RV Solar Conversion

Previously on WeCharg Off-Grid, we had replaced our original RV’s primary Lead Acid with LiFePO4 cells. We will soon have converted this primary 1.8KWHr battery to our backup, whereby a 10KWHr battery will have become the primary.

But without solar panels it’s just not quite so cool. Ergo, we got started on the solar panel aspect of the RV conversion project…

We do a lot around here. One of the irons in the fire is our off-grid RV conversion, which will feature solar and wind on 12 KWHR of battery. Check out these re-used solar panels giving new life to a 30 year old RV! They are mounted using gate hinges which permits reliable strength, a canopy, extra privacy, and of course more than enough electricity to remain indefinitely anywhere your heart delights sans fossil fuels!

I should give some credit to Genetry Solar and to skoolie.net for helping me with this idea!

I am now adding more latches to the bottom and more hinges to the top. Next comes wiring and internal component install. It is definitely worth mentioning the 500 pounds of weight high on the center of gravity and far to the left create a weight imbalance upon the vehicle. This is offset by moving the rest of the setup (batteries, inverter, charge controller, and anything else which is heavier) to the opposite side of the vehicle. I will add that it certainly helps to have a traditional roll out awning on the side opposite the RV in terms of weight distribution.

As it stands, there will be 8 heavy duty gate hinges up top and five latches on bottom. The hinges are bolted directly to the frame. The latches, however, are too far away from the frame so I am having to bolt all the way through the wall and washer / nut the bolt to the wall in inconspicuous locations such as behind the pull out couch and behind the cabinets.

If I had done it differently, I might have considered installing a metal strip of 1/4” width along the entirety of the sidewall, then tack it down. Should ride though.

By the way, I lifted these panels by myself. I used the baby high chair as my jig to hold them up. I then put a two step stepping stool on top of this to complete my jig. And I customized the stepping stool by drilling a 2x4 into it so that I could step up the panels as necessary to reach the desired height during install. If I did it again I would have someone help me lift them and/or rent a drywall lift.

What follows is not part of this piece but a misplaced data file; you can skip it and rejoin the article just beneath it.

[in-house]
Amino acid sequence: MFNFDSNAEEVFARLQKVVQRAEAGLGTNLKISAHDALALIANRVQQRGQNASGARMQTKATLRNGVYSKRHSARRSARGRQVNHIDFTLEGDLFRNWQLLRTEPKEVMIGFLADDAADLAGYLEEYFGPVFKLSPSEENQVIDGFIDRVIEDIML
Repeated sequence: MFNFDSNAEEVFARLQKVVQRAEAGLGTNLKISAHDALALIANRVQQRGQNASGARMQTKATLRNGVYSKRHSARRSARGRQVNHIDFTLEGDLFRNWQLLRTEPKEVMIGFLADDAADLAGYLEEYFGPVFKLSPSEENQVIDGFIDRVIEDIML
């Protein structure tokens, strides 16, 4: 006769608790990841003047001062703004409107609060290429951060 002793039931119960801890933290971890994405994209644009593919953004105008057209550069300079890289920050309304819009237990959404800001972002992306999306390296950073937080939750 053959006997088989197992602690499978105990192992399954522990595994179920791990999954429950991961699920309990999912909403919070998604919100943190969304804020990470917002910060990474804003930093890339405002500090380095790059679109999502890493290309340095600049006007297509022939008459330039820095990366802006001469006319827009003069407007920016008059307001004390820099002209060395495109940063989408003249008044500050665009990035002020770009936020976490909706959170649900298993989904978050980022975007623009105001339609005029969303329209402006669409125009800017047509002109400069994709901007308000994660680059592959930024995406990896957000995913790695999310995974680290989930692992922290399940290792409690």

Once one self-tapping screw is installed the other two are easy. It also helped significantly that I pre-drilled my pilot holes and pre-drilled my self tapping screws on the ground, disassembled, then re-assembled. It is a bit counter-intuitive, but I think this actually saved me a lot of time and strain.

Also I don’t know if I mentioned but my frame is a recycled aluminum trailer. This had 1/4” holes in it pre-drilled which were clutch for sighting 1/3 of my self tapping screws. It’s really easy to see in there when your hole is bigger and thus the panel could be made to find alignment by sight and not just by feel inside said hole. Critical to this was adding a washer to the self tapping screws which populated these particular holes, lest they wiggle through in flight. See what I did there?

Oh one more thing! Be sure to use a tarp if it’s going to rain on the roof hinges. Without a heavy application of silicon upon the hinges, the roof is rendered vulnerable to leaks!

Image 5-9-23 at 11.14 AM

I should mention there is a caveat to such an adventure for which all should take heed - WeCharg Off-Grid Mission Three Delayed, Take Heed - Off Grid Renewable - Charg (CHG) - zchg.org